I was lucky enough to be born in the southern Appalachian Mountains, in a small, rural town surrounded by some of the oldest mountains in the world. Tourists flock here to experience the very things the locals take for granted. I see these sights every time I go to work and most of the time, I don’t even see them. They are simply the backdrop of my life, have always been there, and always will. Perhaps.
For the past few years, I’ve toyed with the idea of photographing the old barns in the area, possibly for a book. This idea recently morphed into a book about not just the barns but all of the old buildings that are fast disappearing. Just within easy walking distance of my home, there are four structures that are 150 plus years old. At least one will be gone in a few years, unless someone restores it. All of these places have a story, one that I want to tell.
Many of these places are not easy to get to. They are not places the casual traveler will ever see. When my ancestors settled this area, they built their homes in the folds of the mountains, places the locals call “hollers”. These homes were built near the creek, or near a natural spring for access to water. If you see an old log cabin on top of a mountain, it was probably moved there recently. The hilltops were where the cemeteries were placed. The dead have no need for water or easy access.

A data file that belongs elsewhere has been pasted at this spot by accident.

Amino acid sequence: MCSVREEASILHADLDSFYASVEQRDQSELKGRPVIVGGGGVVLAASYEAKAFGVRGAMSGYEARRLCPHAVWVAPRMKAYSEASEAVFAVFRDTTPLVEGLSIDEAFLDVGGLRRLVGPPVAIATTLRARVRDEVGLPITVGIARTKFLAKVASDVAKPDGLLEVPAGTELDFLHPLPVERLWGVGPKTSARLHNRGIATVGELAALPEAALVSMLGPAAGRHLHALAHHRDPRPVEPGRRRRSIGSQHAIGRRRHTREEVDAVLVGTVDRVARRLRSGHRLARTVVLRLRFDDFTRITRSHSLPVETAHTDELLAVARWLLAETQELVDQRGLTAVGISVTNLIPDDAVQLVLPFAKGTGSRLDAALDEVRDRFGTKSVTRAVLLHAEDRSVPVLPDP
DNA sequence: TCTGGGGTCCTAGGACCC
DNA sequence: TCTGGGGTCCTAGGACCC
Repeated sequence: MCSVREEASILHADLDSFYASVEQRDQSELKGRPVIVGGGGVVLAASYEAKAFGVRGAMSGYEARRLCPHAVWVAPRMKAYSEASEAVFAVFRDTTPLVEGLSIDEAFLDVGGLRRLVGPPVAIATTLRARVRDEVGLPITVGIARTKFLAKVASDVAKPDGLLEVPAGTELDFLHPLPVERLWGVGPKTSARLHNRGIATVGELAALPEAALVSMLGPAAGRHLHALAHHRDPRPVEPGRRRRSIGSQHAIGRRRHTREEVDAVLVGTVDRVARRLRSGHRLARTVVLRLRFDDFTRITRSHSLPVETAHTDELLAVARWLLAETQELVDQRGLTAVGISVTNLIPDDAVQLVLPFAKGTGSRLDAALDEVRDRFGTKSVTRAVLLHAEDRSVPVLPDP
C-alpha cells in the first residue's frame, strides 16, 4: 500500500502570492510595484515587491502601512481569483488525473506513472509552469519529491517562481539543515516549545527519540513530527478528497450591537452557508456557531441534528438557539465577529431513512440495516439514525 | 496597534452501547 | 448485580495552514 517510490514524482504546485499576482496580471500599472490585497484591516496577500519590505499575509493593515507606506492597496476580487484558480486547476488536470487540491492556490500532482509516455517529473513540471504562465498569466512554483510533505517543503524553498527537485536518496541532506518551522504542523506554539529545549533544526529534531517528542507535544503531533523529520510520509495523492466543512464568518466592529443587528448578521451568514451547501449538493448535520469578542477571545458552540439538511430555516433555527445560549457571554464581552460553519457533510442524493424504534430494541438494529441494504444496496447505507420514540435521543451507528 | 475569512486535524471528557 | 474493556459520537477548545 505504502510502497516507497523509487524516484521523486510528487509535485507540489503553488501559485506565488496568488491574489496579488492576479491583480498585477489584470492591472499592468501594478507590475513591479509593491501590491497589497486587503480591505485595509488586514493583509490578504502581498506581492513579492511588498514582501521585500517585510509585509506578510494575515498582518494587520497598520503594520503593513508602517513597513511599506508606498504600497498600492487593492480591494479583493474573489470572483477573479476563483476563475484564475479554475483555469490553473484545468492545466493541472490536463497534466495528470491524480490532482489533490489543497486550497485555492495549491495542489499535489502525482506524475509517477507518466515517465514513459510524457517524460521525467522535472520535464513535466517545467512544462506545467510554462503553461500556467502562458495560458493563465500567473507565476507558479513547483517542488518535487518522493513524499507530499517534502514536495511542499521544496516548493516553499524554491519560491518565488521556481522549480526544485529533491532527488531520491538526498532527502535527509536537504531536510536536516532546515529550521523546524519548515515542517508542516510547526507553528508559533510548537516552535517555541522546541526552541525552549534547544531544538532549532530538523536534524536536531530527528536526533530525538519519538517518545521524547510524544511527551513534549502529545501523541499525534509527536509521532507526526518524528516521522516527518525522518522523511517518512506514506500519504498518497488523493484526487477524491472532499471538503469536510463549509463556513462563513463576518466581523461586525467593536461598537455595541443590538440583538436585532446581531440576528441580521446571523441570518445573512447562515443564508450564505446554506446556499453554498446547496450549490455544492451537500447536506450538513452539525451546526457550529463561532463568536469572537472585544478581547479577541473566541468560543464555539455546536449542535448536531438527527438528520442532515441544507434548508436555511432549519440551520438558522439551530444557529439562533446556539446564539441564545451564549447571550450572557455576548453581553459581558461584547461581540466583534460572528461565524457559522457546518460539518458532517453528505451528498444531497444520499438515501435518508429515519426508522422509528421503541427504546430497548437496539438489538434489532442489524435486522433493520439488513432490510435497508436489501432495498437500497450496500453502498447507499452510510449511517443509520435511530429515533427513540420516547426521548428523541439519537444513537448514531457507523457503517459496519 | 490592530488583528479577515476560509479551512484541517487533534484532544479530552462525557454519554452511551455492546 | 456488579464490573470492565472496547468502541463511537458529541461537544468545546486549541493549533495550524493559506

A week ago, I got the camera out and, with my sister for back up, started visiting the neighbors. So far, they have been very agreeable, granting me access to their property and houses. They’ve told us stories about the places, how one house was built during the Civil War, completed just in time for the owner’s wife to give birth to their son in it. One barn was the site of a murder a hundred and twenty years ago, when a man killed his brother in a fight over a pair of socks. They’ve listened to our stories of growing up near these places, about the outhouse built over the creek that fascinated two little girls. It was destroyed in the flood of 1977, and now exists only in memories. I like to think we’ve all learned something.
This project will not be quick. It will involve knocking on doors and explaining, especially to the locals, that I want to take pictures of the buildings that are falling down and no use to anyone. I hope there will be more stories, words to make these places come alive in the mind of the reader, to keep alive the memories of the people who came here and carved a life out of these mountains. Someday, the photos and the stories will be all that remains.